Is the Third Floor Still There?

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HEAVEN SCARED ME when I was a kid.

It’s one of my earliest memories. I’m playing in the backyard, and my mother comes out into the sunshine and sits me down at the picnic table. She tells me Grandma has gone to heaven, and I don’t understand. In my mind, heaven is a place full of pews, where Grandma will have to stand forever, singing while some monstrous organ plays endlessly. And God stands at the front of heaven facing all the pews with his arms straight out, palms up. He has a green stole draped over his shoulders and a thin stream of spittle occasionally connecting his upper lip to his lower lip. Light reflects off his bald head.

God actually looked a lot like Pastor Witmer.

I remember wanting to know why Grandma couldn’t come back. My mother’s answer was something like, “Well, you can’t come back from heaven.” I felt sorry for Grandma and scared for myself. What kind of destiny is that?

But at least she wasn’t in hell. From what I’d gathered at Bible School, in hell, they set you on fire.

Sometime after my grandmother’s death, I dreamt that I’d died and gone to heaven. I found myself sitting encased in a glistening soap bubble, floating alone through dark blue space. And though I could see other bubbles, no one could talk to each other. No one could touch and no one could leave.

When I woke up, I crawled out of bed and walked swiftly through the dark into my parents’ room. Carefully I climbed into their bed, slipping under the warm sheets, snuggling myself between Mom and Dad, and I stayed there the rest of the night.

Jean-Paul Sartre once wrote, “Hell is other people,” but I disagree. I think hell is isolation. Hell is being abandoned in the dark.

It’s like this: I used to take Tae Kwon Do at the YMCA when I was a kid. After we’d all bow out and class was over, the first people to leave were the kids whose parents were out in the parking lot waiting for them. I’d sit out in the lobby and watch them go as I stared through the glass doors, hoping, praying, for Mom’s van to pull up. I was always the last kid left. Then adults would start drifting by, and I’d try to pretend like I wasn’t panicking. Dennis, 20-something and almost a black belt, would walk by scowling straight ahead and looking dangerous, leaving me unacknowledged as he passed. Then Jeff, the big soft spoken businessman, would walk by and give me a nod, his face pink from the shower. Then Edgar, then Cricket, then Darryl, Sue, Tommy and the sensei, last of all. Cleaned up and wearing a golf cap, he’d give me a wave before vanishing out into the parking lot.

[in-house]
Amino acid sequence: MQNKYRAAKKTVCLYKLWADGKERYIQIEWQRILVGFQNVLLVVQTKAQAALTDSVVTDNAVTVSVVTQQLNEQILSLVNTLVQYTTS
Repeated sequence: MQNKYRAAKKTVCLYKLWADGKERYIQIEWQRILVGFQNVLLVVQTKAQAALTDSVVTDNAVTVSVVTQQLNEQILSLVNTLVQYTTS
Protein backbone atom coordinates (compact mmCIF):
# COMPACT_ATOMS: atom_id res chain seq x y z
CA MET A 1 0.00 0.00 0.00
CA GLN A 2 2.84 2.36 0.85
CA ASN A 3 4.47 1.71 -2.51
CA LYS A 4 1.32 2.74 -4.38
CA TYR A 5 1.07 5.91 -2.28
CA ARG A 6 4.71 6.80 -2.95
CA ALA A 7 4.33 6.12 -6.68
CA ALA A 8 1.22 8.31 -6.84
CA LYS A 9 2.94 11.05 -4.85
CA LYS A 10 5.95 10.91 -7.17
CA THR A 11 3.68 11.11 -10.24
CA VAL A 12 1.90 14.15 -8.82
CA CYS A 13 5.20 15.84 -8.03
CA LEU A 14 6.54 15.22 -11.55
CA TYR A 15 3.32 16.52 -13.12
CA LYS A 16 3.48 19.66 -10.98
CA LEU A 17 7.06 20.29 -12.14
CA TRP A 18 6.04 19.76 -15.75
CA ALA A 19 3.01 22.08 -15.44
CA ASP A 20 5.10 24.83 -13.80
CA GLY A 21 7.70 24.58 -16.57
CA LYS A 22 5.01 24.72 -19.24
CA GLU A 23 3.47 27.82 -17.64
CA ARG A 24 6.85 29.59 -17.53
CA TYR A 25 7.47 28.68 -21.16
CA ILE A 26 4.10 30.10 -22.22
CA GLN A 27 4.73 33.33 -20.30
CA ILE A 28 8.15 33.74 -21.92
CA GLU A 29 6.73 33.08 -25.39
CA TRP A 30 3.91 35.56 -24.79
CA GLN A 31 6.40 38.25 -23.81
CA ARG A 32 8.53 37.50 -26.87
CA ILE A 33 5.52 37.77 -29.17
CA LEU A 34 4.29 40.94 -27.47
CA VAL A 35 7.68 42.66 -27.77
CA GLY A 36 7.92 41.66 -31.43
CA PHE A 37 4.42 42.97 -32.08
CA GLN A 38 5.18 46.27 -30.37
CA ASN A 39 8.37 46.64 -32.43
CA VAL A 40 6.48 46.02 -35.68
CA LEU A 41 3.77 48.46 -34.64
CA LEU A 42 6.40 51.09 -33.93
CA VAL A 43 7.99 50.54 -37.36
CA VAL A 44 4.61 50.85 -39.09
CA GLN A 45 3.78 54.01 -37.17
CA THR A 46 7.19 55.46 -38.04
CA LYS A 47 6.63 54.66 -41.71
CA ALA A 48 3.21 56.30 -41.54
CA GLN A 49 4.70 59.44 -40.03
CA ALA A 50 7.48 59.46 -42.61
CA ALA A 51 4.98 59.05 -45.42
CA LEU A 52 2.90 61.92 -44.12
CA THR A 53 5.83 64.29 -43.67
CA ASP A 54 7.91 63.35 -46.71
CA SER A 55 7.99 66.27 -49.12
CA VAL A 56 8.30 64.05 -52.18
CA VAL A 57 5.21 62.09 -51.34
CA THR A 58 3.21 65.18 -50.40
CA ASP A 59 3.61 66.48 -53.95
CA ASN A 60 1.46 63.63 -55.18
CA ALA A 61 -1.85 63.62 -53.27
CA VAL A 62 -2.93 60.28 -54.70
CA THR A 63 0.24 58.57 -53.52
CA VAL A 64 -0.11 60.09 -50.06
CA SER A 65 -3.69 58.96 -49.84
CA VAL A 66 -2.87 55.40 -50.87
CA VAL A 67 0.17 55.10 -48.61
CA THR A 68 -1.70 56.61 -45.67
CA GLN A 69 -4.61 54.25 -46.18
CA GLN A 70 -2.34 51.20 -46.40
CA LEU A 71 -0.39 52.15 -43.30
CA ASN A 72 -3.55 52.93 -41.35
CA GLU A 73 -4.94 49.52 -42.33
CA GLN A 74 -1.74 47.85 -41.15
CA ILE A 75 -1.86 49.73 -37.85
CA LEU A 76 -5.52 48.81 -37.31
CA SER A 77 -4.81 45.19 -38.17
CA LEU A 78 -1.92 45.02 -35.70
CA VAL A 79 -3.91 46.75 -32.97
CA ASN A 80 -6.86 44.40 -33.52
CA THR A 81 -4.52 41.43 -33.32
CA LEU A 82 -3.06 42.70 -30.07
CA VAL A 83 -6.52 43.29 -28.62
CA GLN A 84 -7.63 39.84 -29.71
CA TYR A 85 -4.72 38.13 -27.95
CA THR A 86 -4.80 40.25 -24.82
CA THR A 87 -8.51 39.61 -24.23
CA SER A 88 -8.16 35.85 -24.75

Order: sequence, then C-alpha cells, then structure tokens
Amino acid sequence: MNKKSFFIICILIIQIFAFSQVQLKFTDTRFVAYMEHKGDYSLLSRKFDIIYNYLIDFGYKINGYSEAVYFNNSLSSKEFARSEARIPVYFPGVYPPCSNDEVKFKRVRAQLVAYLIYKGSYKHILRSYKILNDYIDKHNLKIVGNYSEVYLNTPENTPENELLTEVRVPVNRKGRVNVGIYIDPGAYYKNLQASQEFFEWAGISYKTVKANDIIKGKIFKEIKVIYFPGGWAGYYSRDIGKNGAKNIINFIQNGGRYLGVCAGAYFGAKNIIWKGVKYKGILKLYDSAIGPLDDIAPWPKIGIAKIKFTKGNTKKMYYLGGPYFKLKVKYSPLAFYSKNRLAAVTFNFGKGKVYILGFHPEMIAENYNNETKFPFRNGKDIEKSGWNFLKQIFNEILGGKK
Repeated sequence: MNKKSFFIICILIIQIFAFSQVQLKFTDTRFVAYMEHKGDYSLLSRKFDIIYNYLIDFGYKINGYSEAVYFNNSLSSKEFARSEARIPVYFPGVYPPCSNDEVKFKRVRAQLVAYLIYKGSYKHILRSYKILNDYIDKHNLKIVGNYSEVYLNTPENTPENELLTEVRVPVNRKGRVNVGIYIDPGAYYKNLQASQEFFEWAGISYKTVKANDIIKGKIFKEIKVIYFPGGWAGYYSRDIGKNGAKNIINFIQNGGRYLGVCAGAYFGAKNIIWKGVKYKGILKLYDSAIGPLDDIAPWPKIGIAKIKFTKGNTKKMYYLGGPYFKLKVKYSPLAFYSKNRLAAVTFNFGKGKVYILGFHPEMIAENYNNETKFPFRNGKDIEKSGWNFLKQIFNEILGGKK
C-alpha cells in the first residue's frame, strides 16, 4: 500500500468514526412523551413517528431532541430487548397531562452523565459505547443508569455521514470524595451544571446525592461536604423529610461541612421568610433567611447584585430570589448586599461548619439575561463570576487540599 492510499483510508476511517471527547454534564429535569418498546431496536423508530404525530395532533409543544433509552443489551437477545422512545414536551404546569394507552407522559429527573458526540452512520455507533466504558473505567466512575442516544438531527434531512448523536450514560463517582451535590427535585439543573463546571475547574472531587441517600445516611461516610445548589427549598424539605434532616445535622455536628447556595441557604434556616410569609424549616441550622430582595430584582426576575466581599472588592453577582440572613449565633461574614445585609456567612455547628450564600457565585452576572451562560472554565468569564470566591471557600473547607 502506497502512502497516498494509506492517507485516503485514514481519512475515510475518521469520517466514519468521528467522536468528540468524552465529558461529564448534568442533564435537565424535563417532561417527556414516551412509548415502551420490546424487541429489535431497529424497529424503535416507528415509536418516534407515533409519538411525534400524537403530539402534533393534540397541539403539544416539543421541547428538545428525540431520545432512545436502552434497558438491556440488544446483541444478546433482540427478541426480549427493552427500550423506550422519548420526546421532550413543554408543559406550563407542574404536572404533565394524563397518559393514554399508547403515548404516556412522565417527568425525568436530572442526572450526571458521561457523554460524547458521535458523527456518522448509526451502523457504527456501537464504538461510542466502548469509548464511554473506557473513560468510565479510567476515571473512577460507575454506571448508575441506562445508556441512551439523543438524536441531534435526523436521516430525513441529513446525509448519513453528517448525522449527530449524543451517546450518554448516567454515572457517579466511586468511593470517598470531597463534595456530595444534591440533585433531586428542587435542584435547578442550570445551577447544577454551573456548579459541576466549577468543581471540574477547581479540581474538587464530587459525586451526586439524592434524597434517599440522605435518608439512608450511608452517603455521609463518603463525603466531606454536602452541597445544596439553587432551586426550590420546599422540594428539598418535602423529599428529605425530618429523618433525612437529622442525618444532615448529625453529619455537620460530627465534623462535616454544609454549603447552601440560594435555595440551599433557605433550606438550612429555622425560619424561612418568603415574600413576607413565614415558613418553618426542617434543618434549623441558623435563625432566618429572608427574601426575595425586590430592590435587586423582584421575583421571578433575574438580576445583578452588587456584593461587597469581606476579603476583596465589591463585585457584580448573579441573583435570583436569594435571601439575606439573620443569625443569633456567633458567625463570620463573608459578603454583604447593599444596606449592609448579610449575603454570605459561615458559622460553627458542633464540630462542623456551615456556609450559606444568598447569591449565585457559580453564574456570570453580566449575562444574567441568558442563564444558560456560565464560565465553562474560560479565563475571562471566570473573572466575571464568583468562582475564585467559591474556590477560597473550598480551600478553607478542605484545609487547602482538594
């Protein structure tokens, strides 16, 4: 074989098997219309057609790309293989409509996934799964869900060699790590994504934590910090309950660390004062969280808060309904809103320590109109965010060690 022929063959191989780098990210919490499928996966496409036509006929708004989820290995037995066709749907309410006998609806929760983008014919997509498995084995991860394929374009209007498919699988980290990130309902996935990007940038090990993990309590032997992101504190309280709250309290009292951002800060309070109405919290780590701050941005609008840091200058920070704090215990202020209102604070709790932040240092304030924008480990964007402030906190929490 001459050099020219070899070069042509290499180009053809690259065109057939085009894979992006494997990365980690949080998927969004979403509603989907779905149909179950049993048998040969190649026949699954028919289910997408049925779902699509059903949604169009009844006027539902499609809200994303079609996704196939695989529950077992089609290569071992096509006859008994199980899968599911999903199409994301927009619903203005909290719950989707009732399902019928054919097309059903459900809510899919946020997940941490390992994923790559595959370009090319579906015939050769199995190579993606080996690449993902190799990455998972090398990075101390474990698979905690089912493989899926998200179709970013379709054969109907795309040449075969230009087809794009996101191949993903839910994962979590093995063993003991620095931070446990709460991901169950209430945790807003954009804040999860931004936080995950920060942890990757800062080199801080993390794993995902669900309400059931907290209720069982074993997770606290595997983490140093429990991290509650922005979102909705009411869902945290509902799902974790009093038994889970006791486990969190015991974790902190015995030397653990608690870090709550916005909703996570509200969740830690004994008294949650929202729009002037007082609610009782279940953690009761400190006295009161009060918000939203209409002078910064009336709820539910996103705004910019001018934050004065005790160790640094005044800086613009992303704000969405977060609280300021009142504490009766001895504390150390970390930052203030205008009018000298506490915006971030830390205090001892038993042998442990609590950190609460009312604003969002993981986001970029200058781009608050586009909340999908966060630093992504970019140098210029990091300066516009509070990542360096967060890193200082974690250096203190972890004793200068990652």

I’d watch the adults drift out the doors, scattering in all directions like marbles spilled from a jar, until it was just me and the guy behind the front desk.

If Mom was five minutes late, I’d break out in a cold sweat.

If Mom was 10 minutes late, I’d start pacing the lobby.

If Mom was 15 minutes late, I was an orphan for sure.

And then, 17 minutes later, the van would pull up, and I’d be demanding to know where she’d been. The grocery store was never an acceptable excuse.

C.S. Lewis once dreamt he was in the afterlife. It was an empty town, submerged in unending rain and perpetual twilight, where people abandoned house after house, spreading slowly further and further apart out into the darkness for all eternity. This is Lewis’s picture of hell. A far cry from Dante’s crowded, constricted Inferno, in this hell, Lewis barely sees anyone at all. Henry V, Genghis Khan and Julius Caesar are all millions of miles away from each other and everyone else. Napoleon’s house is nothing but a distant star, light years away from everything.

It seems to me the universe works about the same way. Starlight tinted the color of redshift tells scientists that everything is drifting away from everything else. High-powered telescopes have killed all the men on Mars and shown us we’re just floating all alone in the solar system. Maybe we’re floating all alone in the universe. When scientists talk about extraterrestrial life now, they’re hoping for bacteria shivering on some distant moon.

I read a book that said the universe is surrounded by nothingness. It was a book for a philosophy class. It said if the universe contains every single place there is, then there can’t be any place outside the universe. If you telescope out far enough, beyond counties, countries, continents, orbits and galaxies, out beyond the universe, we’re nowhere. The universe is floating in nothingness, suspended like a soap bubble.

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